The Twenty-First Century Antitrust Act is designed to reverse that. By passing this legislation, the New York legislature would reaffirm that the goal of antitrust laws is to prevent the abuse of power by monopolies, stop anti-competitive conduct, and keep labor markets open and fair. Specifically, the Twenty-First Century Antitrust Act will: 

  • Cover anti-competitive acts by a single firm harming competition, not just multiple firms acting together
  • Establish the lower standard of “dominance,” rather than monopoly, as the threshold for when corporate conduct may harm competition. The market share threshold for dominance is 40% — compared to 70-80% usually required for monopoly. 
  • Provide that the Attorney General receives notification of, and reviews, proposed mergers above a certain size, and also require that the Attorney General consider how a proposed merger will affect labor markets. 
  • Include groundbreaking protections for workers, including allowing action to address overly concentrated labor markets or “monopsony,” a lower threshold for showing dominance of a labor market at 30% market share, and an exemption for collective bargaining agreements.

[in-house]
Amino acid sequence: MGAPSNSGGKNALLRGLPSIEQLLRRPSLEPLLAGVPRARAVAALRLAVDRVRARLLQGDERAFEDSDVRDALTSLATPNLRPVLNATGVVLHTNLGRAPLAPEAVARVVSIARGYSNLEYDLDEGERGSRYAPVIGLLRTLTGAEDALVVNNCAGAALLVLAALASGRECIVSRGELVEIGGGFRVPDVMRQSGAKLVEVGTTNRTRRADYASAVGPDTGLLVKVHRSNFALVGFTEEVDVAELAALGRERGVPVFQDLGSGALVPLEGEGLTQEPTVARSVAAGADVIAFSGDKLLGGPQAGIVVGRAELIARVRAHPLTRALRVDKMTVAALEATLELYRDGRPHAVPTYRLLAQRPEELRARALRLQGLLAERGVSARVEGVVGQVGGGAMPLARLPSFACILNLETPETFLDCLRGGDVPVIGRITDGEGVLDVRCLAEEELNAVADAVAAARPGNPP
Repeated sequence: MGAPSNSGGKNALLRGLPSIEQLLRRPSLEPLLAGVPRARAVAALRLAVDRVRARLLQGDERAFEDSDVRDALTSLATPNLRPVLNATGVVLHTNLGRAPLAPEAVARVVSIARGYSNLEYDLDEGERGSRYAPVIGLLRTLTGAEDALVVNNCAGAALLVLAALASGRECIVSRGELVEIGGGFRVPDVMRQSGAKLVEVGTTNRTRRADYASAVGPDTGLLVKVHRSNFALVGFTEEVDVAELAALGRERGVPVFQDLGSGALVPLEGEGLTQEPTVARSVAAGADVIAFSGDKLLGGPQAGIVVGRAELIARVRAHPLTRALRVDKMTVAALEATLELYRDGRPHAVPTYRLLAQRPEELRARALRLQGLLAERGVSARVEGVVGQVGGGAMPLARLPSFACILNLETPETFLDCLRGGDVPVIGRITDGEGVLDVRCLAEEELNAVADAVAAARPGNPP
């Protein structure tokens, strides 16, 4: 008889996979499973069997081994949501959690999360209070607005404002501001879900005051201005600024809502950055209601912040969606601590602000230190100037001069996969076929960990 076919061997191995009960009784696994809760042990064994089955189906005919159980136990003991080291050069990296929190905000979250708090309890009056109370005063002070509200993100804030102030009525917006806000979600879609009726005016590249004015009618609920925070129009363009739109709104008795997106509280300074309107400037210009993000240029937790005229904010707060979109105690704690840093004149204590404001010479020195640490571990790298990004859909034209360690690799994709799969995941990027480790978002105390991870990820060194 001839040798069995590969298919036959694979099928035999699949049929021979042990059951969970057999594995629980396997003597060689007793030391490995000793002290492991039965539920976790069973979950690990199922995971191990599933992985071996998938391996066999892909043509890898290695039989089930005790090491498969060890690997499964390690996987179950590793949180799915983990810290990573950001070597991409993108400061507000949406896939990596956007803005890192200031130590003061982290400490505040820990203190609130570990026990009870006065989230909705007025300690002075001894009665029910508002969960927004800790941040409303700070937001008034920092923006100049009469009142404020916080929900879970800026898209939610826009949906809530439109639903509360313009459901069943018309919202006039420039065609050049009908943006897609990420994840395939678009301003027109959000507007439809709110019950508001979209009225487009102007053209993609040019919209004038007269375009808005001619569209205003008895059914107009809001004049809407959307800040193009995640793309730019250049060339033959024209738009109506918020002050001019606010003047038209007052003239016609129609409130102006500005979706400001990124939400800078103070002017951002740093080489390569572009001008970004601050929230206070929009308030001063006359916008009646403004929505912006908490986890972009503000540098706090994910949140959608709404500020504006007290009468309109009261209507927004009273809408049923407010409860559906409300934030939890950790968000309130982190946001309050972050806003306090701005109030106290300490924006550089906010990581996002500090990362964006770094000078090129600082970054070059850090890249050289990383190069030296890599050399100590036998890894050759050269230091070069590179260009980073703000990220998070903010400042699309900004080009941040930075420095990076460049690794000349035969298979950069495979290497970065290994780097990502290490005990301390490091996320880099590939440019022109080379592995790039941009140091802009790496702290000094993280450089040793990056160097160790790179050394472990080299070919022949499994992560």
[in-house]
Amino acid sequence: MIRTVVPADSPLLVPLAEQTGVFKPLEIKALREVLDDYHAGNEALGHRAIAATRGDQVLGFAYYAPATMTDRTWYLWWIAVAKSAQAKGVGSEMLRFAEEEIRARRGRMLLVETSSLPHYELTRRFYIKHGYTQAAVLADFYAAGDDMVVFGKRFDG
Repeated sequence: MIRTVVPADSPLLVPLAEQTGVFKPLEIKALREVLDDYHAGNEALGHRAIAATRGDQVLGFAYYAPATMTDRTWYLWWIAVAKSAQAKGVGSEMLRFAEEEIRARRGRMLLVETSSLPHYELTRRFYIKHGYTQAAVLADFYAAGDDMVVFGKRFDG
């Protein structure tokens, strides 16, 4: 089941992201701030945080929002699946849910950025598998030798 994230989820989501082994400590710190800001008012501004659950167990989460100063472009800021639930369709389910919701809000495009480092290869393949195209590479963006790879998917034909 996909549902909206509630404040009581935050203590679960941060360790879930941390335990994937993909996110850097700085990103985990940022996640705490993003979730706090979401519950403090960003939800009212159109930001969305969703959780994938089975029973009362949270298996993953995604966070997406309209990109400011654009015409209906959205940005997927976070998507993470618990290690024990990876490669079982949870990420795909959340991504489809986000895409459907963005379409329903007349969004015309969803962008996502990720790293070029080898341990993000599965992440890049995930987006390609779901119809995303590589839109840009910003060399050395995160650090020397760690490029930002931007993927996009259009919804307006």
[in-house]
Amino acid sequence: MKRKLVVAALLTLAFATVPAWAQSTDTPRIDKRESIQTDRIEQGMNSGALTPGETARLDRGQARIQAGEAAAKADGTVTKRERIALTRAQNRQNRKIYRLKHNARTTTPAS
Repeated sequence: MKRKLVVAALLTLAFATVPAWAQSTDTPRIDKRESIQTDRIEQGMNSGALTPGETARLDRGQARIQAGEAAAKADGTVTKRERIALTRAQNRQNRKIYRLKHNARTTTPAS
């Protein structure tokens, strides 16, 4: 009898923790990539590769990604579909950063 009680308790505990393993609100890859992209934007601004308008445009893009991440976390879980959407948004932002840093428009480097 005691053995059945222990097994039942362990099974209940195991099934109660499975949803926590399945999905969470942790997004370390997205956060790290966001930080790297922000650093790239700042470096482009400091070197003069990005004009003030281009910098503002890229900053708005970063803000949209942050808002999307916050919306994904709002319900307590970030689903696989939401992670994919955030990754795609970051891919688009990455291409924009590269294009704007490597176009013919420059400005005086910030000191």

With these labor provisions, the bill provides strong new protections for workers by explicitly naming monopsony power – which is the ability of corporations to use their buying power to lower wages in concentrated labor markets – as worthy of antitrust scrutiny. It also specifically names the ability to impose non-compete and no-poach restrictions on workers as evidence of corporate power. These provisions will help ensure that workers have the ability to access fair wages and freedom of job movement, and don’t have to accept substandard pay or other restrictions in order to provide for themselves and their families.